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Touring (and Arguing) The Great Railroad War

By Forrest Whitman Lots of the railroad history around Central Colorado is fun to discuss and argue about. The great railroad war (1878-1890) was a fierce fight. The contenders were General William Jackson Palmer’s Denver and Rio Grande Railroad versus the Santa Fe Railroad led by William Barstow Strong and Thomas Nickerson. The reader is […]

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places … The Midland Tunnels

By Ericka Kastner During Leadville’s bustling mining days of the late 1800s, the town of Buena Vista was served by three separate railroads and the standard-gauge Colorado Midland arrived last – in 1887. A steep, uphill buggy ride from Buena Vista gave passengers access to the Midland Depot, which was situated high above town and […]

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The ‘Stack Turns 100

By Susan Jesuroga Beyond the old brick storefronts in downtown Salida and the ghost of the rail yard, long dismantled, there is still one tall and unmistakable symbol of Salida’s industrial past. This sight is familiar to any traveler entering Salida from the north: the 365-foot smelter smokestack. In the late 1800s, Western states saw […]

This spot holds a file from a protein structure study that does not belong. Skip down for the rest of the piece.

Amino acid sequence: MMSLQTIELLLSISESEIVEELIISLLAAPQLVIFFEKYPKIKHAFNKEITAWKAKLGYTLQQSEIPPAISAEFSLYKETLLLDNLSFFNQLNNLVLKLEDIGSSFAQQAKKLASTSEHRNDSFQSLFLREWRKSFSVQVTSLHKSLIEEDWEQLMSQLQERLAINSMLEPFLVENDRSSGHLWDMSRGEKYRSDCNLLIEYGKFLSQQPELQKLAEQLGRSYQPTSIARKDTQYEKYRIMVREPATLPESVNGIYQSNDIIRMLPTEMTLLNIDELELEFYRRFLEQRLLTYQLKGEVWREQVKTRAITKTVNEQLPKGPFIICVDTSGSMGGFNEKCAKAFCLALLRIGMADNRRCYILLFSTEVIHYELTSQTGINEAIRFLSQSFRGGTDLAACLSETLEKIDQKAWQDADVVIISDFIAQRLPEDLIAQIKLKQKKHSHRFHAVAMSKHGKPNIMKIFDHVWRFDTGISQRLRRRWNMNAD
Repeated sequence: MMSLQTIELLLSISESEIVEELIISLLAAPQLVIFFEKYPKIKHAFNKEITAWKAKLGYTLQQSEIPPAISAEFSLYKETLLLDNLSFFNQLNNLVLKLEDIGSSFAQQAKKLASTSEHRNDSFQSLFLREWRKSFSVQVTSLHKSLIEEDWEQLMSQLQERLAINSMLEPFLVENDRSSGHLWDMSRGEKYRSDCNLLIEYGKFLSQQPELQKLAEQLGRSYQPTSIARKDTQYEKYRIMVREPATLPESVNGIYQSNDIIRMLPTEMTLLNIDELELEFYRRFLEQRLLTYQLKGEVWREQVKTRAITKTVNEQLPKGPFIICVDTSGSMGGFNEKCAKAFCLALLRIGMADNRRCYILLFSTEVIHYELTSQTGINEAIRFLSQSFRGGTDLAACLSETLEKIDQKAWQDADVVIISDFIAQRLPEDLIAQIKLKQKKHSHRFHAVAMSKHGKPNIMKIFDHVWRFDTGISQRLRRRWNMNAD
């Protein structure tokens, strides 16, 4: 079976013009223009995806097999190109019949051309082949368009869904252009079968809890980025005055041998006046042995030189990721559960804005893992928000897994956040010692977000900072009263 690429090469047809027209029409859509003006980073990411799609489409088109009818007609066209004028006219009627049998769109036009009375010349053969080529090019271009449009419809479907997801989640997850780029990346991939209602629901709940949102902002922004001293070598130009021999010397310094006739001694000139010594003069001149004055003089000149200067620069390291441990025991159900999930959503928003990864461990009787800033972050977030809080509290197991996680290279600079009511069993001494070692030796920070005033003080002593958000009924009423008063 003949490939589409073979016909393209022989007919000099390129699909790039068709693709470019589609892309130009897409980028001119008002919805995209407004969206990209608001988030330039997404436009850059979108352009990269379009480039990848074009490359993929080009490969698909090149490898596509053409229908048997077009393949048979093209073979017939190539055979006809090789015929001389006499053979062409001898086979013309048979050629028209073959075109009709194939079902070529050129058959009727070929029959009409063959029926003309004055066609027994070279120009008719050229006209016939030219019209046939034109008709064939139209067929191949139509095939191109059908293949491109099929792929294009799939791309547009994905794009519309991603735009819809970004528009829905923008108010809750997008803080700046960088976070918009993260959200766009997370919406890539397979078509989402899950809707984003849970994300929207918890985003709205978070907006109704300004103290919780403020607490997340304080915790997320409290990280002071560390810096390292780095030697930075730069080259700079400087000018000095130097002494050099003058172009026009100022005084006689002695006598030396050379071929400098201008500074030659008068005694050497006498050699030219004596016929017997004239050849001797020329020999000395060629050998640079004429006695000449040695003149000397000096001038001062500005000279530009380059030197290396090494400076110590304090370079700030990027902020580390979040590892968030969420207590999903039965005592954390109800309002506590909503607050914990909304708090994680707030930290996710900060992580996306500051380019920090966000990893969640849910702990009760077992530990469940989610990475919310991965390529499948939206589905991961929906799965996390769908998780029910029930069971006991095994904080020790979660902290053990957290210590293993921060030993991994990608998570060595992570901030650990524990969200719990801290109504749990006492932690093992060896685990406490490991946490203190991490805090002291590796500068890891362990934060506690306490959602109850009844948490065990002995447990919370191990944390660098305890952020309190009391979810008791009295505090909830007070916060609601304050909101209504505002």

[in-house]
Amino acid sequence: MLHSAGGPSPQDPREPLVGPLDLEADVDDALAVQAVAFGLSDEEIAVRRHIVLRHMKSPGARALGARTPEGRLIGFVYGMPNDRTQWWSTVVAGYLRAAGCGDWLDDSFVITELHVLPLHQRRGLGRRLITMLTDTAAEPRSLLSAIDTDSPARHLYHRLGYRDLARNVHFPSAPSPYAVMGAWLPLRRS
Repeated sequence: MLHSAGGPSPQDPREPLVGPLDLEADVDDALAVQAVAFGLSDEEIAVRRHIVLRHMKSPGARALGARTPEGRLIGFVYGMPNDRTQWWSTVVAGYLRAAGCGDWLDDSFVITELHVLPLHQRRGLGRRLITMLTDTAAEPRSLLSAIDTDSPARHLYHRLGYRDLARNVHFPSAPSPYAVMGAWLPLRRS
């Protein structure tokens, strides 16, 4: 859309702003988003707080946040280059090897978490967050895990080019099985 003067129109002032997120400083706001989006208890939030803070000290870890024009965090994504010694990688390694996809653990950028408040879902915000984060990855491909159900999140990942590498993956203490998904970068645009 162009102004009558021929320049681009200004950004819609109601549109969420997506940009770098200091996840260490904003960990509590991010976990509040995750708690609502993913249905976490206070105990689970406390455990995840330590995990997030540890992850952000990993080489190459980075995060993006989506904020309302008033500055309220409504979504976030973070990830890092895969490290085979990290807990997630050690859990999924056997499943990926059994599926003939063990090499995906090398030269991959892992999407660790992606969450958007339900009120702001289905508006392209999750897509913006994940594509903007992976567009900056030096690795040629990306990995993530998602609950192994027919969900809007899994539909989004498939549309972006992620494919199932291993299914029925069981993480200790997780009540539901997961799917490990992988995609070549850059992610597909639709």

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The Salida Studio Tour 2017

The biennial Salida Studio Tour will be showcasing 22 Salida fine artists and crafters in 19 studios inside city limits and the immediate surrounding area of Salida on Saturday, August 12, from 10 a.m. to 6 p.m. and Sunday, August 13, from 10 a.m. to 2 p.m. This year’s artists are known locally and nationally […]

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What if Wildflowers Could Sing?

By Hal Walter Peter May has been a musician for most of his life, and even co-produced and played on a Grammy Award-winning album, but he never dreamed he’d be the composer for one of the greatest symphonies in the universe – nature. The 52-year-old Michigan native and longtime Crestone resident recently released his new […]

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Whither Pack-Burro Racing?

The sages tell us that everything is always changing, and in fact the Greek philosopher Heraclitus said that nothing endures but change itself. Thus is the case of Colorado’s indigenous sport of pack-burro racing. It began back in 1949 with a race over Mosquito Pass to Fairplay. Nearly seven decades later I’m beginning to wonder […]

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The Saguache County Museum

By Connie Rapalski The Saguache County Museum began as an idea that grew into a huge community project. At the time, all Colorado communities were asked to join in the 1976 Centennial celebration of the Rush to the Rockies, which brought miners and other pioneers to Colorado. Several clubs including the Saguache Women’s Club along […]